Cheryl, now 35, became a British obsession when she was plucked from Girls Aloud by Simon Cowell to become a judge on The X Factor in 2008. We couldn’t get enough of the down-to-earth Geordie girl with a face that launched a thousand crushes (one admirer was Prince Harry).
She was soon on her way to an estimated £20 million fortune, selling everything from L’Oréal beauty products to solo albums.
So many things went right for Cheryl, but so many things also went wrong. In 2010 she almost died from malaria, and the following year she had a breakdown after her debut on the US version of The X Factor flopped. ‘Mentally, I wasn’t in the right place,’ she told me when I interviewed her in 2014. ‘I was so desensitised I didn’t react to anything.’
Bear has resensitised Cheryl. She’s writing music. She’s hanging out with other mums. In person, she looks more real than those media images of a super-groomed singer. The make-up is minimal, and she’s suffering from a continual series of bugs picked up from her son. ‘I was so ill with a vomiting bug last week, I had to get my brother to call me an ambulance,’ she says.
Fragility has always suited Cheryl. Today she is wearing the world’s most unflattering top – a thin, Malteser-brown polo-neck – yet manages to look gorgeous in a rumpled Audrey Hepburn way. She picks up her phone to show me photos of Bear. He is a cute, smiling, chubby toddler – with her big brown eyes. She looks incredibly proud. ‘He’s such a lovely boy,’ she says.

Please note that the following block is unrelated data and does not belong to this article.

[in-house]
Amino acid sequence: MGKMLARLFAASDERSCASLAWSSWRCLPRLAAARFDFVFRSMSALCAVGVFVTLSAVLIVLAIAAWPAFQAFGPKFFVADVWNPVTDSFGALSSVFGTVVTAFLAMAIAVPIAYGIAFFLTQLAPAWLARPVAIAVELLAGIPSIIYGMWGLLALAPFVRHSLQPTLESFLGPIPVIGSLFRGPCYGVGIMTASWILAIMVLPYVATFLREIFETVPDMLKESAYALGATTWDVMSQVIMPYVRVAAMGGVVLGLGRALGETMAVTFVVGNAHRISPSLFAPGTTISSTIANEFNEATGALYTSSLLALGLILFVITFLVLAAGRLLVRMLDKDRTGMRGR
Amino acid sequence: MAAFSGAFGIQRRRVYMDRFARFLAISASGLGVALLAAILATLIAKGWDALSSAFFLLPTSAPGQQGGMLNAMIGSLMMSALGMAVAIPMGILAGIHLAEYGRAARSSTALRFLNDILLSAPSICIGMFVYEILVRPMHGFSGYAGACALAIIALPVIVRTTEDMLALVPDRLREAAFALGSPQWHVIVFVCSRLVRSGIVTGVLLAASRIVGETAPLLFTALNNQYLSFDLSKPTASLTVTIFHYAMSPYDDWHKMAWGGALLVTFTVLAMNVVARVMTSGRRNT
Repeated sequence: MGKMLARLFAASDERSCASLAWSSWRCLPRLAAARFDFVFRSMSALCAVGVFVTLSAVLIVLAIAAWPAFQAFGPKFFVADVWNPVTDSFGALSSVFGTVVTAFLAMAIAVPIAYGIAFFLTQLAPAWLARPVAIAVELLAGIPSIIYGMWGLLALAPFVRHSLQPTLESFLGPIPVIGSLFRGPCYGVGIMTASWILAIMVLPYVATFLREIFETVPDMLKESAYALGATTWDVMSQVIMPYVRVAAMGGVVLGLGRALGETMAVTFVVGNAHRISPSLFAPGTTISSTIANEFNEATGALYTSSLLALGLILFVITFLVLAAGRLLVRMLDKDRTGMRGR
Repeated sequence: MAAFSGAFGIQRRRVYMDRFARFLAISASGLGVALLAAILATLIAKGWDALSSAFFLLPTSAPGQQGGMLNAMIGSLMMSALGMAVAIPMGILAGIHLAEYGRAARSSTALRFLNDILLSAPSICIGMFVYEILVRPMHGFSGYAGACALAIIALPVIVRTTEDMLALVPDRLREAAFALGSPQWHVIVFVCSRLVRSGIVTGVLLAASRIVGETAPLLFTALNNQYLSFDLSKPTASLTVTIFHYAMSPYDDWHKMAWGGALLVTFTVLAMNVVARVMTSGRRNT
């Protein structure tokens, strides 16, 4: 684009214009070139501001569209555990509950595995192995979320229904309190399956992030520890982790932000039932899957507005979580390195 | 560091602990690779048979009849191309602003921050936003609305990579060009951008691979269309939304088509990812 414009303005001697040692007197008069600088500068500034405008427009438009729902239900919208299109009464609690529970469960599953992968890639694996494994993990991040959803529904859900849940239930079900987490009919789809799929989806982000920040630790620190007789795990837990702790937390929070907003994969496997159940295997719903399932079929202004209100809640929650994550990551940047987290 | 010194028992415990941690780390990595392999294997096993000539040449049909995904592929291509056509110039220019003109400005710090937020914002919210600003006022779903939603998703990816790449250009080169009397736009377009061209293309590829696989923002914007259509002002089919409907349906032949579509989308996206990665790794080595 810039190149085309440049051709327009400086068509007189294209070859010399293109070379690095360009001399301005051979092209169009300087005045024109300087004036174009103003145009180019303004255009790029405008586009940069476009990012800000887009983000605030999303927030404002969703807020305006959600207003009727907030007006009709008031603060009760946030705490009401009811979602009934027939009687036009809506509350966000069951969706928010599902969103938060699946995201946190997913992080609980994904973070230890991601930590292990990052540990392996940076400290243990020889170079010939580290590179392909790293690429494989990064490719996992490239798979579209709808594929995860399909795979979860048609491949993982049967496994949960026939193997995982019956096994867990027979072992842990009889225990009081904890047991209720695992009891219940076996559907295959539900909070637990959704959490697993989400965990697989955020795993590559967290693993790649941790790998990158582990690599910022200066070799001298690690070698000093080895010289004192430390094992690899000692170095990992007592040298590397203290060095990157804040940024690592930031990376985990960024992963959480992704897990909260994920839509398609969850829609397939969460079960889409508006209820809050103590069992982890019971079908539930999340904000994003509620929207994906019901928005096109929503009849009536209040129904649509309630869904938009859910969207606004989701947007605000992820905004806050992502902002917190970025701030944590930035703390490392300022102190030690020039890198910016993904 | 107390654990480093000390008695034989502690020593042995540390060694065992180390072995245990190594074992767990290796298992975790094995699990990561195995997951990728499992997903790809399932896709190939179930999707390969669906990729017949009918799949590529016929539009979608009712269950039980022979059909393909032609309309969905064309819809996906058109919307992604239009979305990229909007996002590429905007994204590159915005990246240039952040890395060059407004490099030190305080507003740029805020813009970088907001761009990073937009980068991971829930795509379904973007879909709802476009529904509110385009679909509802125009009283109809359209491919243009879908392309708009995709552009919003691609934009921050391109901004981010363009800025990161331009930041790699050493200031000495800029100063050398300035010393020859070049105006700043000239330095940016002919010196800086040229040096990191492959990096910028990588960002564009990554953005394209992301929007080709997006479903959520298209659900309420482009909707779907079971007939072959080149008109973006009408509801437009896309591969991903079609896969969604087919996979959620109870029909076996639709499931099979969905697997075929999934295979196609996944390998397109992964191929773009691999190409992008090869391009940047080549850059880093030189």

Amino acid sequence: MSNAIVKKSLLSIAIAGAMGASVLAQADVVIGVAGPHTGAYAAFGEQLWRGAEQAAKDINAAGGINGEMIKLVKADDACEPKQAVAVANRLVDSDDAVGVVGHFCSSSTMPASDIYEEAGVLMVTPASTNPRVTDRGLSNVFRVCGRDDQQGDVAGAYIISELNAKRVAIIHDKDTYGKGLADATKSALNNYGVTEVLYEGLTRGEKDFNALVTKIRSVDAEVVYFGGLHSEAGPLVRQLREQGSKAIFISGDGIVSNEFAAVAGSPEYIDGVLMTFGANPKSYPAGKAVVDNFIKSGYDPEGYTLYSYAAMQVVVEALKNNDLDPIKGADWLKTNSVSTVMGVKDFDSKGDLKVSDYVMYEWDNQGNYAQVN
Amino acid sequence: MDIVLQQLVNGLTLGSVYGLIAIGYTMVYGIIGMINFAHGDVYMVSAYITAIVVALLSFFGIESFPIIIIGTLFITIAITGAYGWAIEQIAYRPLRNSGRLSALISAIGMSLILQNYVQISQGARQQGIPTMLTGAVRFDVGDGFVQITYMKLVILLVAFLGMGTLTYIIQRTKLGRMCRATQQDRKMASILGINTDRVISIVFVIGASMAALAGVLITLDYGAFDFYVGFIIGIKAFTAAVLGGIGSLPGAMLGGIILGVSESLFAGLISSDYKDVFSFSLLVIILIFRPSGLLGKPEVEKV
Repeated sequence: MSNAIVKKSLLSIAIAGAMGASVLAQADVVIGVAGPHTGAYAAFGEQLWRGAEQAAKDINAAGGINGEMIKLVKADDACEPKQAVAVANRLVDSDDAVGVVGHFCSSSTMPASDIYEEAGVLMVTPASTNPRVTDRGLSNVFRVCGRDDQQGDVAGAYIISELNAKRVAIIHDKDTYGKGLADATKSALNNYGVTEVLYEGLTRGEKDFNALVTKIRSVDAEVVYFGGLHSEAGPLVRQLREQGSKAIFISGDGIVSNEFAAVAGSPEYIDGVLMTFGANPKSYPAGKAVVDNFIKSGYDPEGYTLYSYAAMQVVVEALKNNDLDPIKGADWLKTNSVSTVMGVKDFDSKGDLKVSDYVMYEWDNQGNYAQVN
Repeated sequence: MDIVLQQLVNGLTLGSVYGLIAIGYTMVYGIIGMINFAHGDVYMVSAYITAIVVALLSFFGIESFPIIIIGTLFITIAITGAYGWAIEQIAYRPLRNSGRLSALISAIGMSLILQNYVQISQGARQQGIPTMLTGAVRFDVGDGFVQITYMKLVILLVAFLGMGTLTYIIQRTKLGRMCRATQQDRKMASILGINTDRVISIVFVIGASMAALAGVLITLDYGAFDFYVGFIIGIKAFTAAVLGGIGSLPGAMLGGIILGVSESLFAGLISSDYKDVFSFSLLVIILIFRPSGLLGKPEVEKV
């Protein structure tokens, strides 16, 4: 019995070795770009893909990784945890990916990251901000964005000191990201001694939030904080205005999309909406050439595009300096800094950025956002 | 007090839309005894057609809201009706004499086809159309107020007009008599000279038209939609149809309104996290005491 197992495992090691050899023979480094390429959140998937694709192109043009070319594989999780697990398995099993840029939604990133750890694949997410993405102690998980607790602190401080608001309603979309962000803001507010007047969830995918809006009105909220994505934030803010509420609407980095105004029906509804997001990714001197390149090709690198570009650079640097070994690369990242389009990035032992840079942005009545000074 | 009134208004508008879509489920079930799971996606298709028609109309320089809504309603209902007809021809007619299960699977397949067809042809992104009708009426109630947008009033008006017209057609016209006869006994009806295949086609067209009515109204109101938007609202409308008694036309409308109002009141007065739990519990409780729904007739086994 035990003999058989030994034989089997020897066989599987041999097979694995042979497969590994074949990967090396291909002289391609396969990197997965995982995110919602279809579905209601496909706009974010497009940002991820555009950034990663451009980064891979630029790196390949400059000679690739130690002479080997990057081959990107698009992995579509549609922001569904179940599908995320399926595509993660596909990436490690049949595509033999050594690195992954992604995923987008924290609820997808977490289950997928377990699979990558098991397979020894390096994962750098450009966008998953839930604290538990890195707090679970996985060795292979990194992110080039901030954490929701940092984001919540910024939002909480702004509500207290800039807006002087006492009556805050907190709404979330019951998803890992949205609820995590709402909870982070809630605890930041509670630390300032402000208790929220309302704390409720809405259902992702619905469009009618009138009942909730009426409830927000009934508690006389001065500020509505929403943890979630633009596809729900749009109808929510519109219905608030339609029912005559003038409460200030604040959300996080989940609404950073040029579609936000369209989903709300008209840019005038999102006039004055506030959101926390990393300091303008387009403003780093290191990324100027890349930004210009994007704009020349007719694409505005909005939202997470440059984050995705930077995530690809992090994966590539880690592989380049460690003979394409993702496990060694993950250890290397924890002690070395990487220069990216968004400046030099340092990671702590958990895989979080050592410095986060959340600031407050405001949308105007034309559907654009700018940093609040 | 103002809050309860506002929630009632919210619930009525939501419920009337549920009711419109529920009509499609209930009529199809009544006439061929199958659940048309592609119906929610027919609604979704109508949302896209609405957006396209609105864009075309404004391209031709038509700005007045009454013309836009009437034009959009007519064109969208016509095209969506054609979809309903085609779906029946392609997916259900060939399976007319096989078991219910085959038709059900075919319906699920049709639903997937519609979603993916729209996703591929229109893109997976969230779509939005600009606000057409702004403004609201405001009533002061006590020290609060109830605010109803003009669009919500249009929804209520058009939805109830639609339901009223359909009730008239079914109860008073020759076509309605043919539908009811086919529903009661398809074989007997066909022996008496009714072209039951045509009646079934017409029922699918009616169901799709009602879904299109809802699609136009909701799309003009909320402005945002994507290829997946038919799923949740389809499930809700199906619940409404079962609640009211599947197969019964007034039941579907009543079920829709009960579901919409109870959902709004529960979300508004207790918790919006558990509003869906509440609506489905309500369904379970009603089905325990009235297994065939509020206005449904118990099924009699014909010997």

‘I’m the strict one; Liam isn’t. I’ll be the one saying “just one square of chocolate”, but Bear is so good. If I get cross with him he puts his little hands on my face and looks into my eyes to see if I’m deadly serious or a tiny bit cross, and it melts my heart.’
But things – as ever with Cheryl – are complicated. When she and Payne got together, eyebrows were raised because of their 10-year age gap: he is 25. They first met in 2008 when he appeared as a solo contestant on The X Factor and she was a judge, but only became an item after she split from Fernandez-Versini and they were reintroduced by Simon Cowell. Then, when Bear was 16 months old, they announced that their relationship was over after two and a half years.
It’s not something she has ever discussed (Cheryl is notoriously private) but I ask her why she ended it. There is a long pause. ‘Who says it was me?’ she responds. So was their separation a conscious uncoupling, à la Chris Martin and Gwyneth Paltrow? She looks up. ‘If that means there’s no screaming and shouting, and you both still manage to get on because you have a baby, then yes.’
I tell her I’ve always found Liam to be a good guy. ‘He is,’ she agrees. ‘Liam is a great dad. He’s much softer than me. But it is what it is, and I’m OK about it. When you have a baby, you are not consumed with just thinking about yourself. It’s your responsibility to keep things settled and happy, so you make the best of everything. And we have.’